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Vintage Components - Huret rear derailleurs

On this page: Huret Jubilee 1st generation | Huret Duopar

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The Huret bicycle component firm was started by ex-racer André Huret in 1920 in Puteaux, near Paris. Huret was an ex-pro racer who had won the 1911 Paris-Turin and started both the 1919 and 1920 Tours de France. He was twelfth in the 1919 Paris-Roubaix.

Huret started out by making wing nuts for bicycle wheels. They were a hit. By 1930 he was able to move to a larger factory in Nanterre. It was at that location he began making derailleurs. His pre-war derailleur production never sold well. After the war, André's two sons Roger and Jacques joined the firm and then, with new designs, derailleur sales took off. Racing great Louison Bobet won the Tour de France three times using Huret derailleurs.

Huret leaped ahead of its competition in 1958 when it introduced its Allvit derailleur. It was the first parallelogram derailleur for consumer bikes. Huret made them by the ton. It seemed that every bike boom bike (notably Schwinn) came with an Allvit derailleur set. Astonishingly, Huret was able to sell Allvit derailleurs for a quarter century.

By 1965 Huret had 300 employees and was producing more than 100,000 derailleurs a year.

In the 1980s the German firm Fichtel & Sachs acquired Huret, resulting in the Sachs-Huret company. Sachs-Huret was in turn purchased by SRAM.

Huret Jubilee rear derailleur, 1st generation. Lightly used, $250.00

1970 was Huret's 50th anniversery, its Jubilee. To celebrate, Huret created the lightest derailleur in the world. Every part of the derailleur was reduced to its bare minimum, even the adjustment screws are tiny. Weight was a mere 140 grams.

Then Huret gave it a beautiful polished finish. The result was an elegant, beautiful, simple piece of machinery that remains one of the high points of bicycle design. Over the years Huret made subtle changes to the Jubilee. The one listed for sale here is of the original design.

And, Jubilee derailleurs shift very nicely.

Here's the drawing famed artist Daniel Rebour made of the Jubilee:

Huret Jubilee

Huret Jubilee rear derailleur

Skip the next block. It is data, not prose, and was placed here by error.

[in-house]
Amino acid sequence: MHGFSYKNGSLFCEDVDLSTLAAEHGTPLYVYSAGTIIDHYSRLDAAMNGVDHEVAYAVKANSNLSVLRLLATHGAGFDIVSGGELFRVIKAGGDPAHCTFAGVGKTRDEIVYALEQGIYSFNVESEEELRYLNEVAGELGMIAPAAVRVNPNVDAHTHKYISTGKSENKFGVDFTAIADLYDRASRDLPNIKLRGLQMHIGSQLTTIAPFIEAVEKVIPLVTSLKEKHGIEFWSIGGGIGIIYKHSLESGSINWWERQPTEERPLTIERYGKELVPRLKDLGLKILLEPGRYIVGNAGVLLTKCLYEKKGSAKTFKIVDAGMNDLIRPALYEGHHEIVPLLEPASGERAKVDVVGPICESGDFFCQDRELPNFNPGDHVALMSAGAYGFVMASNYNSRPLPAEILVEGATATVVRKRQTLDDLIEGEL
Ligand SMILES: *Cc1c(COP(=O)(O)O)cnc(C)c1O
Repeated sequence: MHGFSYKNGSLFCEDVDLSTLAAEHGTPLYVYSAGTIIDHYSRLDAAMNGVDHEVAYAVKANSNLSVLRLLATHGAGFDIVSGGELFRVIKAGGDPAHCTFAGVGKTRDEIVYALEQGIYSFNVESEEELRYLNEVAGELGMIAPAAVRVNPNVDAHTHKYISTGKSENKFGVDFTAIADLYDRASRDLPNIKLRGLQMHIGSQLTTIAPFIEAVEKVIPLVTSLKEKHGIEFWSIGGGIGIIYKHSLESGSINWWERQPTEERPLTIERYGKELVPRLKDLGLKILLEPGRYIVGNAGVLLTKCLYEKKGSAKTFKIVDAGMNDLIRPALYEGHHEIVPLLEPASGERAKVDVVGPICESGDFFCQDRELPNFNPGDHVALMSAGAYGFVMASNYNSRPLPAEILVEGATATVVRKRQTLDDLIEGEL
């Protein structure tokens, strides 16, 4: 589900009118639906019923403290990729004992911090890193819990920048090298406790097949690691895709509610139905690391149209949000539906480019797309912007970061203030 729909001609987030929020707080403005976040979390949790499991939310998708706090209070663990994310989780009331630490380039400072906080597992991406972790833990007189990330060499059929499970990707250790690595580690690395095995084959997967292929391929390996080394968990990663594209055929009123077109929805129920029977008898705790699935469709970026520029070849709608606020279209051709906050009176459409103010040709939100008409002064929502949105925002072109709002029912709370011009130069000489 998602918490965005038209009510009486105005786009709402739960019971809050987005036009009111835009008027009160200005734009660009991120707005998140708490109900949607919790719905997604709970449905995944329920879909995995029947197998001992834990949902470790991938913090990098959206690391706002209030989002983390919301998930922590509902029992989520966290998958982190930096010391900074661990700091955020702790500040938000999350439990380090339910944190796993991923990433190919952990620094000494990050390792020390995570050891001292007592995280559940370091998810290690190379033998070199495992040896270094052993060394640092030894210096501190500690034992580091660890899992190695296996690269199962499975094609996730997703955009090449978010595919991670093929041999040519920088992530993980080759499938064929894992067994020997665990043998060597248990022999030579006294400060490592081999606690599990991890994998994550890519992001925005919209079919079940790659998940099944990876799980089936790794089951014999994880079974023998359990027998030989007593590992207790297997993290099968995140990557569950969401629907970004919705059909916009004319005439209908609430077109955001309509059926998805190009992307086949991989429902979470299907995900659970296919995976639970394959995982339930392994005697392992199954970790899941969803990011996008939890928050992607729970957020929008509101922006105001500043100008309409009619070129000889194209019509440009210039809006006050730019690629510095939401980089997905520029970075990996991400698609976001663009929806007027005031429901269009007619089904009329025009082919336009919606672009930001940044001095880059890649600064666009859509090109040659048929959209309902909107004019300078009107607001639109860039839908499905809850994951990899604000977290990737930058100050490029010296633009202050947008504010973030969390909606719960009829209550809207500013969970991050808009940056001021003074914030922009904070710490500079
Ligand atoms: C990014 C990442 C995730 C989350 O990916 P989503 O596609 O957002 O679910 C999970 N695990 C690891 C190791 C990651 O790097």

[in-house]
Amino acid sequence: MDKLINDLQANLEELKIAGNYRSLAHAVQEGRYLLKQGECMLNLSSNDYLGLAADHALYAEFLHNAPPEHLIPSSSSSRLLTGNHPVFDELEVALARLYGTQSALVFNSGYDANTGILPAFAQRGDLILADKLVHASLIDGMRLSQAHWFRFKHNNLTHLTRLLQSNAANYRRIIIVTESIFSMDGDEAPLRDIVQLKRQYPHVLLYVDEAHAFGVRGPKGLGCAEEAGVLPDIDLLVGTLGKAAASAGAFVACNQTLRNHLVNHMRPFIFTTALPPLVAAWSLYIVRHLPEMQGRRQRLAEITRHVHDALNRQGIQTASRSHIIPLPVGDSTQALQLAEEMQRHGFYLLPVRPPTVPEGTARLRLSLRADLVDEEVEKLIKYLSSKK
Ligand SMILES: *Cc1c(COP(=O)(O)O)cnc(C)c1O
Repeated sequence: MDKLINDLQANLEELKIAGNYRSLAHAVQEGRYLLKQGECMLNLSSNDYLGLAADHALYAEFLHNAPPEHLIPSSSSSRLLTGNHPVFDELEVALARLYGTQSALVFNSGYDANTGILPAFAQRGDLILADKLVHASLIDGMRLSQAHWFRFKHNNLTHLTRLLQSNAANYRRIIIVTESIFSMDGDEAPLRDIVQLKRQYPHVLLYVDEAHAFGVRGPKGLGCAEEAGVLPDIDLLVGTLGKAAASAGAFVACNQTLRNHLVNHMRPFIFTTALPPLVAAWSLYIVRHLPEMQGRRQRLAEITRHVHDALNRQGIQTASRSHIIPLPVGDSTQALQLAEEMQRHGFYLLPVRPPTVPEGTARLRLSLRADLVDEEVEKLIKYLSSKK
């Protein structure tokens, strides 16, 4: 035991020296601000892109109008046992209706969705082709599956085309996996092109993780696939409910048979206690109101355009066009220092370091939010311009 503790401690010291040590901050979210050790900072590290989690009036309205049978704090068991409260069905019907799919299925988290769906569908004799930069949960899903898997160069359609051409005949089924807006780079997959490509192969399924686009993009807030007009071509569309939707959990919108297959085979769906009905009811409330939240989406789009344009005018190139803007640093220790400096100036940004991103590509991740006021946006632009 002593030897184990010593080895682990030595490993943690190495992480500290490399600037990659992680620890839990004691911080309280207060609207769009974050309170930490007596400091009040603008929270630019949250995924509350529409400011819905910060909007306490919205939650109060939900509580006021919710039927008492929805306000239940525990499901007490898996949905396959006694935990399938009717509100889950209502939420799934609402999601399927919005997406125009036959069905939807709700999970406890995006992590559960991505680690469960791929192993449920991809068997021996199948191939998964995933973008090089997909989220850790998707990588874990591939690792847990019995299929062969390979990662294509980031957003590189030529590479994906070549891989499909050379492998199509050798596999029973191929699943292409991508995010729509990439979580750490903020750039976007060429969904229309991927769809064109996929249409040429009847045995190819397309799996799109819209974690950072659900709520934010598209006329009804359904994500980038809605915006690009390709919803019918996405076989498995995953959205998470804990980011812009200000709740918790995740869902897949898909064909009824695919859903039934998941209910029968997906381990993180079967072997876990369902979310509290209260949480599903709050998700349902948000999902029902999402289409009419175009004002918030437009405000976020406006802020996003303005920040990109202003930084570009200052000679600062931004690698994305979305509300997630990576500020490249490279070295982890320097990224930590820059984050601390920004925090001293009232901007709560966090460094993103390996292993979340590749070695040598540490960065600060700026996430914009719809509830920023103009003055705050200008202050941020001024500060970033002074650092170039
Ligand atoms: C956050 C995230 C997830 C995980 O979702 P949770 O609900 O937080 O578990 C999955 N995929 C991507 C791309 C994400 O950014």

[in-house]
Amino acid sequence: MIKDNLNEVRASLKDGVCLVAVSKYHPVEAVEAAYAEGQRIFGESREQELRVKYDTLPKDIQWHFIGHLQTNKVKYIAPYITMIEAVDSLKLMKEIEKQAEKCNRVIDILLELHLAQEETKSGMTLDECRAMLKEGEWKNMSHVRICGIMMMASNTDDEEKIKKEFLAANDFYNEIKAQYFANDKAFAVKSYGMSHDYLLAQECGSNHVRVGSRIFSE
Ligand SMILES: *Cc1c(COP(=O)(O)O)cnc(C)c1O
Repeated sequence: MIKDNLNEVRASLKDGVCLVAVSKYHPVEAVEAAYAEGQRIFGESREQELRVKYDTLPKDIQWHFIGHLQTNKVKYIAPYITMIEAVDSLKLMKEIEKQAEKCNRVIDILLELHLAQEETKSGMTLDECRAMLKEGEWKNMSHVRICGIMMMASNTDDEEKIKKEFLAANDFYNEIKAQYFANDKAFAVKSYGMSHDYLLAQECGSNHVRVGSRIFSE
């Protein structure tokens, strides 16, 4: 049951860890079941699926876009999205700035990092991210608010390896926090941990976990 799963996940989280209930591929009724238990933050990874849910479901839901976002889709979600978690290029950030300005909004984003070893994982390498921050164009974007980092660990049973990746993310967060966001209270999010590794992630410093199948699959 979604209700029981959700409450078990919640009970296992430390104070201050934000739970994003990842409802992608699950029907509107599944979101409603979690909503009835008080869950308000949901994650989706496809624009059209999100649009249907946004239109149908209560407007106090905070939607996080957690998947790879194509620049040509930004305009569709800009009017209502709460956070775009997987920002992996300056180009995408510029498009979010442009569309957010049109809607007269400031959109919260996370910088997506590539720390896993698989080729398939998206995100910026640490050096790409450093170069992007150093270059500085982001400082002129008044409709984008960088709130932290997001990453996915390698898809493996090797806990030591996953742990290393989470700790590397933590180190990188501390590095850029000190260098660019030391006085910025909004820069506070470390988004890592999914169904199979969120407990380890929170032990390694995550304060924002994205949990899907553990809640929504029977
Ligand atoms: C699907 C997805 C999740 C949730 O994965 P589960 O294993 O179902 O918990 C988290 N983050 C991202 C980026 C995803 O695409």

Here's ours, showing very light use.

Huret Jubilee

Nothing extra here. Everything has been pared down to the minimum.

Huret Jubilee

A last view of this iconic derailleur.

Huret Duopar Eco rear derailleur and parts. Used. Jump to product listing

This extraordinary derailleur was introduced in 1975.

The website does a superb job of describing this remarkable derailleur: "In the interest of creating the best wide-range touring derailleur available, Huret came out with a completely new derailleur design in 1975 that used two independent parallelograms to move the pulley cage. The main parallelogram would move the cage laterally in and out, while a second unit would move the cage up and down to more closely track the steep profile of a wide-range freewheel. It was dubbed the Duopar -- as in 'dual parallelogram'."

Those first Duopars had a titanium body. In 1981 a version with steel body parts was produced, called the "Eco", and that is what he have here. Shifting Guru Sheldon Brown wrote in both Bike World and Bicycling magazines that in its time, the Duopar was the finest shifting wide-range derailleur made, even better than the SunTour VGT. He did note that vertical dropouts distance the derailleur too far from the freewheel and substantially degrade the derailleur's performance as it shifts the smaller cogs.

The realization that the Duopar was the world's finest wide-range rear derailleur sent Shimano and SunTour to their drawing boards to come up with designs that could match the Duopar's performance. It was that good.

A Duopar will handle a 34-tooth cog.

Huret  drawing of a Duopar

Here's a factory drawing of a Duopar.

Huret ad

The American distributor of Huret placed this ad in cycling magazines for the first generation Duopars

We have two Huret Duopar rear derailleurs, both used: #1 | #2
Plus we have a broken Duopar that can be used for repair parts.

Both have been overhauled and re-lubed.

Huret Duopar rear derailleur #1. Used, $150.00

Huret Duopar derailleur

They do fold up into a small space.

Huret Duopar rear derailleur

And from the back

Huret Duopar rear derailleur

And another view.

Huret Duopar rear derailleur #2. Used, $150.00

Huret Duopar

Complicated and out-of-the-ordinary, but it works really well.

Huret Duopar

From the back

Huret Duopar

Another view

Broken Duopar rear derailleur that's good for repair parts. Used, $45.00

Sachs-huret Duopar

Lots of repair hardware here

Sachs-Huret Duopar

From the back